The story isn't much better if you prefer a more supply-side economic approach to jumpstarting growth, and want to reduce taxes and regulations on businesses so they can thrive. If businesses, particularly small businesses whose expenses are part of their household budgets, are more interested in deleveraging than expanding, then tax cuts and regulatory burdens will have only a small effect on economic growth in the short run. This does not mean these policies should be ignored, but rather that their true value will be to set the stage for a stronger long-term recovery as lower taxes and regulatory costs will allow these businesses to clear their balance sheets faster. The deleveraging cycle still needs to process.

From either perspective, private debt is going to put downward pressure on economic growth in the near-term. It is unlikely that private debt would trigger a double-dip recession, but the economy will not be growing at much beyond 2 percent over the next 18 to 24 months. And this weak economy in turn means high unemployment and weak wage growth, if any.

All of this is consistent with history. A recent paper from the Bank of International Settlements found that when household debt hits 85 percent of GDP, economic growth slows down. During the Reagan, Bush I, and Clinton years that number was around 67 percent. However from 2000 to 2002, the household debt-to-GDP ratio jumped to 78 percent and by 2008 total household debt was a whopping 96 percent of GDP. It has fallen to around 83 percent this year, below the danger-zone threshold, but still far above the stable 1990slevels.

This data suggests that private debt will need another 18 to 24 months of deleveraging before households begin to feel confident in their finances. That's exactly what a McKinsey report from earlier this year estimated as well.

The natural response would be to try and do something to avoid the economic pain that debt leveraging inevitably produces. This summer, former banker Richard Vague and political writer Steve Clemons wrote in The Atlantic that this debt mountain could be leveled off with large scale restructuring of a trillion of private loans. Even assuming away the complexity problem associated with such a proposal, forgiving a trillion dollar of private debt forcibly would have vicious ramifications for decades to come. The capacity for responsible borrowers to get a loan would shrink dramatically and the cost of borrowing would skyrocket, unnecessarily tying up resources in the debt servicing process.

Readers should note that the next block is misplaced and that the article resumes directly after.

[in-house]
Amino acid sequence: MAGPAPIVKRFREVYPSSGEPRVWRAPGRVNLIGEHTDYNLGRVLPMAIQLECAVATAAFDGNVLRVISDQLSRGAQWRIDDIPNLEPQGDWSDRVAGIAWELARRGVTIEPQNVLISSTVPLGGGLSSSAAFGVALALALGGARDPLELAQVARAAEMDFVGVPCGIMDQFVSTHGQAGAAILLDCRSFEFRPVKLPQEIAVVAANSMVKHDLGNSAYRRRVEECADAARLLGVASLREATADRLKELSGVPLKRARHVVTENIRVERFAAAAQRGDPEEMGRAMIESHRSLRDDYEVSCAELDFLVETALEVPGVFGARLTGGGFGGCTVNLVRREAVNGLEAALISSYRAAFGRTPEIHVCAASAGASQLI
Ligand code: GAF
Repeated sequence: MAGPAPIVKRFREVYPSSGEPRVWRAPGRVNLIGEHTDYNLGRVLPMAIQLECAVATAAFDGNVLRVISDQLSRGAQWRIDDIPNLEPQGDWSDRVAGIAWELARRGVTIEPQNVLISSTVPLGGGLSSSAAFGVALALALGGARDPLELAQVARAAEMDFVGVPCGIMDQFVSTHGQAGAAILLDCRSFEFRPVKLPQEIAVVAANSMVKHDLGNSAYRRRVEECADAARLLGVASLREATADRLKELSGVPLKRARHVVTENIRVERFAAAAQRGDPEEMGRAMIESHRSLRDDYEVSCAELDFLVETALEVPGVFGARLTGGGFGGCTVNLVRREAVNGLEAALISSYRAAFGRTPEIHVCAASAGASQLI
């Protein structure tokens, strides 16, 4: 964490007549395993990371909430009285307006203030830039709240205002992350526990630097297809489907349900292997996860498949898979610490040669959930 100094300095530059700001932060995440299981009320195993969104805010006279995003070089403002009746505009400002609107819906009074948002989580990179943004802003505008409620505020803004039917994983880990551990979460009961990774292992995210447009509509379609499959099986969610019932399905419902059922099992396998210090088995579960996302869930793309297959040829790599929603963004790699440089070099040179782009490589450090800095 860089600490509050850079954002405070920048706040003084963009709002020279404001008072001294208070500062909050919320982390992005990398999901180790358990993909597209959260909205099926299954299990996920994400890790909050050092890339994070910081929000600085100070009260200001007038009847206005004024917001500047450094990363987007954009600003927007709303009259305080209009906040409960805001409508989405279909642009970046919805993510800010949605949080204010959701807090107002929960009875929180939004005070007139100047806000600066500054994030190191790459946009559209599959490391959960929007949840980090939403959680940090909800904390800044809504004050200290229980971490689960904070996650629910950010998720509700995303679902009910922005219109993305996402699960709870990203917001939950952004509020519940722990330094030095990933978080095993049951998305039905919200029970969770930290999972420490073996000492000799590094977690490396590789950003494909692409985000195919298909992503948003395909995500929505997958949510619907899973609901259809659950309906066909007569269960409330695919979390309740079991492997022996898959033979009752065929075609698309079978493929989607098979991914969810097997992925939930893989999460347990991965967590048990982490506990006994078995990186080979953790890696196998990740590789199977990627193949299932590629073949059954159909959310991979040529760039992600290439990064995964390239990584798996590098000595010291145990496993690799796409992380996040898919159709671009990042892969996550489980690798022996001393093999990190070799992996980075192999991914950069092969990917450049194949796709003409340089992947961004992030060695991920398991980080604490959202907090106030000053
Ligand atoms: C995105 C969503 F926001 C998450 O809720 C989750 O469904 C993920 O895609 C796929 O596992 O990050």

Debt is not inherently a bad thing. It is the fuel that finances innovations and entrepreneurship that drive the capitalistic economy. The problem arises when borrowers take on more than they can afford, and when lenders give out money without considering the risk-worthiness of the creditors simply because they have too much easy money at their disposal.

Much of the debt in the system today was taken on irresponsibly because households wanted to sustain consumption habits their incomes could not keep up with, and because houses were used like ATMs - and because irresponsible financial institutions let this happen. Since the labor market is weak now and housing has a long way towards recovery, there is little option but to deleverage or feed a new economic bubble. As such, the only sensible course will be to wait out the storm. If the president wants to do something in the meantime, he should try and strengthen the fundamentals of the economy by reducing the regulatory burden on business, encouraging the Fed to stop devaluing the dollar any further through QEnfinity, rolling back housing subsidies so the market can recover, and resisting from starting protectionist wars in East Asia. This would go a long way towards getting the economy ready for takeoff once the underlying debt issue resolves itself.

Anthony Randazzo is the Director of Economic Research at the Reason Foundation. He can be reached at This first appeared at

Anthony Randazzo is Director of Economic Research